Think creatively and go homemade style for gifts! Valentine’s Day doesn’t have to break the bank, why not make something to give the person you care for?
Use the day to express to others how much they mean to you. Tell someone you love them and that you appreciate them and what they bring to your life, not just on this holiday, but all year round!
However you plan to celebrate Valentine’s Day, think of its mystery and indefinite nature, as this provides opportunity for you to find your own niche in making the day special!
In a world full of chaotic days filled with busy agendas and routines, it’s difficult to maintain some relationships you hold with others. Promises of “let’s get together” are sometimes broken, not that it’s done purposefully, but at times it’s hard to manage all the expectations in a given day.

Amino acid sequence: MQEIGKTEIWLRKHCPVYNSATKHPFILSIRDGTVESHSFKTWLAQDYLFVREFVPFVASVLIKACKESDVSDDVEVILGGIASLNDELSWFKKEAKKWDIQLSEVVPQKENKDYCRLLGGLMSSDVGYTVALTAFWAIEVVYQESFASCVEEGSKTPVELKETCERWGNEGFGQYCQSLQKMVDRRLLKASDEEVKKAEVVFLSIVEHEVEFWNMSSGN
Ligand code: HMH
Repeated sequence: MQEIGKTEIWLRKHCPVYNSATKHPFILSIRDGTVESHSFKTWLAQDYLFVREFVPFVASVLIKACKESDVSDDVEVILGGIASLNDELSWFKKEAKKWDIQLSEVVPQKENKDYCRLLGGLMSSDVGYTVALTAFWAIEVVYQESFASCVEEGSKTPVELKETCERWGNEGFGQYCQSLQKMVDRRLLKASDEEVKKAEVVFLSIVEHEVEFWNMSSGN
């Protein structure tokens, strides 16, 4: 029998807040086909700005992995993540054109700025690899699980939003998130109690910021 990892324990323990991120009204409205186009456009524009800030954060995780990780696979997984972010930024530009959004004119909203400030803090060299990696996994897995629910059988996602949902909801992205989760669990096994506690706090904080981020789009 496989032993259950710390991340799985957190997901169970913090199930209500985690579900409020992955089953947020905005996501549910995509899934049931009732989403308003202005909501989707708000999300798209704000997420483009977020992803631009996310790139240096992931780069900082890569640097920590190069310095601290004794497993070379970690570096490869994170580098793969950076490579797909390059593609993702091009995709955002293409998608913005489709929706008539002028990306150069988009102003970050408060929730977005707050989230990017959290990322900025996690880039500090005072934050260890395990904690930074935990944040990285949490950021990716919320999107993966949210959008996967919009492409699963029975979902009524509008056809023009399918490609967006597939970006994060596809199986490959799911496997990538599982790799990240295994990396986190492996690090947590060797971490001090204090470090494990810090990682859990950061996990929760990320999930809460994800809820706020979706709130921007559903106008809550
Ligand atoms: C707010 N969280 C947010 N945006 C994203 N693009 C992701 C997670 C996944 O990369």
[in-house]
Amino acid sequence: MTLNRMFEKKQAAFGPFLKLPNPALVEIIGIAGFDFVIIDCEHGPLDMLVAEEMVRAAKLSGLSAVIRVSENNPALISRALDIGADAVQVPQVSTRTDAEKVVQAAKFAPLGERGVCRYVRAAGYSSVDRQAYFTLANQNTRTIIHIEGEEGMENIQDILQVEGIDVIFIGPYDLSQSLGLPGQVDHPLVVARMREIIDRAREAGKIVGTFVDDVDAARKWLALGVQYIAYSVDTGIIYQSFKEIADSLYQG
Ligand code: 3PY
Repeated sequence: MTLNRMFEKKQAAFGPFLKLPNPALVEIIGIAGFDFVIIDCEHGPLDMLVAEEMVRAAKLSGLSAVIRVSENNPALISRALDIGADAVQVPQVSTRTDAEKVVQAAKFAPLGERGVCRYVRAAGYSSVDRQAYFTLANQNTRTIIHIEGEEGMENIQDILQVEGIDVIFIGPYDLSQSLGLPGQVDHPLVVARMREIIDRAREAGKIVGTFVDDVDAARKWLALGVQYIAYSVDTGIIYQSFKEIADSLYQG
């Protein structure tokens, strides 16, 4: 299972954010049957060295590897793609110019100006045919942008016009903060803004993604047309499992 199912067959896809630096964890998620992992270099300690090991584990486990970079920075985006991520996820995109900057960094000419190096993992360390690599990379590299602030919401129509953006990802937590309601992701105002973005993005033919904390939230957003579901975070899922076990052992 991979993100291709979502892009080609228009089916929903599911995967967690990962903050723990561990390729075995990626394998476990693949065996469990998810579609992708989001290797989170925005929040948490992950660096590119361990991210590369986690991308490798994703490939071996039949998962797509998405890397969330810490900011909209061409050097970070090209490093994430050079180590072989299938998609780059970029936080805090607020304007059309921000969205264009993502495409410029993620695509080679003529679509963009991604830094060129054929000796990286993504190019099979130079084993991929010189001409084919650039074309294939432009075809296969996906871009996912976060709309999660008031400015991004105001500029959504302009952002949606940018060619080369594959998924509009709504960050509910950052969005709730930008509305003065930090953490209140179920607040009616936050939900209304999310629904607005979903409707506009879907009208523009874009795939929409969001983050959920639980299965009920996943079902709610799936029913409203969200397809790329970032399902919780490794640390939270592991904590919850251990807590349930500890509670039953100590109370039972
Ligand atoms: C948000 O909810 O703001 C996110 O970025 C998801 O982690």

Certain tasks are given priority, while others are pushed to the side to wait for another day. This is a realistic expectation in the 21st century; people are just plain busy! So what can you do to keep the relationship connections going, even if the world is pulling you in all sorts of directions?
Here are some ideas to stay connected:
Set aside a specific time during the week that you plan to call or get together with friends/family. Work it into your schedule so that you know it is part of the agenda you plan to keep.
If you struggle with remembering plans you’ve made, set a reminder for yourself. Make a note and keep it somewhere it can be easily seen, or set an alarm on your phone for the date.
Have the other person contact you! If it’s difficult to remember to reach out, request to have that person reach out to you.